If you're seriously about saving childrens' lives, you adopt 20 mph zones. This research is on of the many reasons why. This article in Forbes states that "The death rate more than doubles for pedestrians when speed increases from 25 to 35 m.p.h.. “That’s a big number. That’s something we hope all drivers will think about.” "

Indeed. Or what about this study in the British Medical Journal about 20 mph zones and the massive benefits. The BBC covers this as well, and Movement for a Liveable London has this piece on A City of 20.

Here's an illustration from the Swedish Road Directorate, showing what it's like to have 30 mph speed limits in a city. And New York is bragging about 30 mph? Is it possible to be more out of touch with reality and statistics?

Campaigns that place the responsibility on New Yorkers who walk and cycle and that allow automobile traffic to wreak the same havoc as it has done since engineers started messing with human streets back in the early 1900s are, quite simply, ridiculous. No city that continues on this course will ever achieve any decent and respectable level of urban cycling.

You know the campaigns are a massive marketing FAIL when The Onion whips up the same thing in an afternoon.

It's 2012 on my calendar. This old-fashioned approach to 'traffic safety' is embarrassing to see - especially from a city like New York.

Want to see change? It's easy. I'll give you this one pro bono, NYC. Spend all your marketing money for one calendar year on campaigns that cut to the chase. That go hardcore after motorists, and nobody else. I'm talking rational, right to the point, in yer face New Yorker style campaigns. Like the photo at the bottom of this article.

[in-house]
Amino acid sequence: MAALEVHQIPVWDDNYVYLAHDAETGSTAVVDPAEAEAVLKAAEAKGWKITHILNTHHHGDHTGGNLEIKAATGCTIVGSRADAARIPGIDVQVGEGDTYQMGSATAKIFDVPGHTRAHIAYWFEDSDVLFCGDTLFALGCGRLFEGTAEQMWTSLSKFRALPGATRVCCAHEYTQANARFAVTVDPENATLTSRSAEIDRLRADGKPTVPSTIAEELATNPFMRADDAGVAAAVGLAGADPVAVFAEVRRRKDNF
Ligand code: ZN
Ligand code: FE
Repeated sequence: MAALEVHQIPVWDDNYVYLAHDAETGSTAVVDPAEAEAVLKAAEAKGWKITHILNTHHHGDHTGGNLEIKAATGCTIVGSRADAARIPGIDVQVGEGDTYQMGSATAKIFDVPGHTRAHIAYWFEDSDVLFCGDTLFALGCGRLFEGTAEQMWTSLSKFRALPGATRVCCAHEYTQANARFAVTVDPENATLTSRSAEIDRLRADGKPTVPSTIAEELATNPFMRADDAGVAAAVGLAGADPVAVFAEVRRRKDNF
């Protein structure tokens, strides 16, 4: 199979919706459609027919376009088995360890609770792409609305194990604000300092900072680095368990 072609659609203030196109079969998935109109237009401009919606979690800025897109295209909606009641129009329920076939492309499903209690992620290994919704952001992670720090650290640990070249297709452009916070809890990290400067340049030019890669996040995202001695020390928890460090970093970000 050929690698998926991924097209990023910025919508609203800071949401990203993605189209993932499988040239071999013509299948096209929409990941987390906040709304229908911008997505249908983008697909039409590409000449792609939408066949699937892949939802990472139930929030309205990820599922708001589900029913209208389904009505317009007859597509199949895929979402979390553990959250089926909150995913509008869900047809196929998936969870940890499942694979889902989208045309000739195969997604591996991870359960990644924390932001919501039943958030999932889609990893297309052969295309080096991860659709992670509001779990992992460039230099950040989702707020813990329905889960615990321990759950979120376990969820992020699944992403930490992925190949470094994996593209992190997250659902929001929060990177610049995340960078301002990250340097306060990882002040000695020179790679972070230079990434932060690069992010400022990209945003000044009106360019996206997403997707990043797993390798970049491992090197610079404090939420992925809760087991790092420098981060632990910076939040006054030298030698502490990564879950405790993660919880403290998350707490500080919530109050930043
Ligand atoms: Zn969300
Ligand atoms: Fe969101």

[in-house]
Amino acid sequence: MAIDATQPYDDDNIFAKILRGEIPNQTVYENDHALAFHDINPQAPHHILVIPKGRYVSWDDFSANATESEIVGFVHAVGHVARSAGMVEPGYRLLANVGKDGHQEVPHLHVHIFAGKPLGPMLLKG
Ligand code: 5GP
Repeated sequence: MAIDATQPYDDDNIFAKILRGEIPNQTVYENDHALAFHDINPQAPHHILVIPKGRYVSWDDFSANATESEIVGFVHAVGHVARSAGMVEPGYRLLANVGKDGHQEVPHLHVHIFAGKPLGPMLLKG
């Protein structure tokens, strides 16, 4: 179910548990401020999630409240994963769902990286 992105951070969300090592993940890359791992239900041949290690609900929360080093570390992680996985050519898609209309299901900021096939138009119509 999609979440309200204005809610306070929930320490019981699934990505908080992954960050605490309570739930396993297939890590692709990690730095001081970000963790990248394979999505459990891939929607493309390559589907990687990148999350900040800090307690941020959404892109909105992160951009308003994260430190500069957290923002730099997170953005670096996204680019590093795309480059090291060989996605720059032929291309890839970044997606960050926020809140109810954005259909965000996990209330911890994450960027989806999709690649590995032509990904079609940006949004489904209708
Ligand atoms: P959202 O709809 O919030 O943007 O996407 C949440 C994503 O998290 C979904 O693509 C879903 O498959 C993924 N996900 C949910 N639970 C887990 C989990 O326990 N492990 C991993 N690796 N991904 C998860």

If you really want to be a world leader, go for health warnings for cars. Better yet, helmets for motorists. You want change? I don't think you can handle change. You fear it.

The great thing is that I'm getting fed brilliant material for my upcoming Copenhagenize book. So thanks for that, DoT.


Edward said...

Yeah, NYC is falling behind. Ugh.

nathan_h said...

It won't surprise you that we lucky New Yorkers also get to pay our DOT to compile and publish extremely fishy statistics about helmet effectiveness. On page 16 of this fatality report (lead by pictures of the most unappealing lycrists ever) we are told that 97% of killed cyclists were not wearing their special safety helmets. Now, if foam helmets are really 97% effective at preventing Death by 2-Ton Auto we need to go back and retest them, and also perhaps reevaluate the laws of physics.

But I think maybe the unheard-of rate has something to do with the gaps in reporting alluded to in the report, as well as the fact that the data's veracity relies on the virulently anti-cyclist NYPD to report it.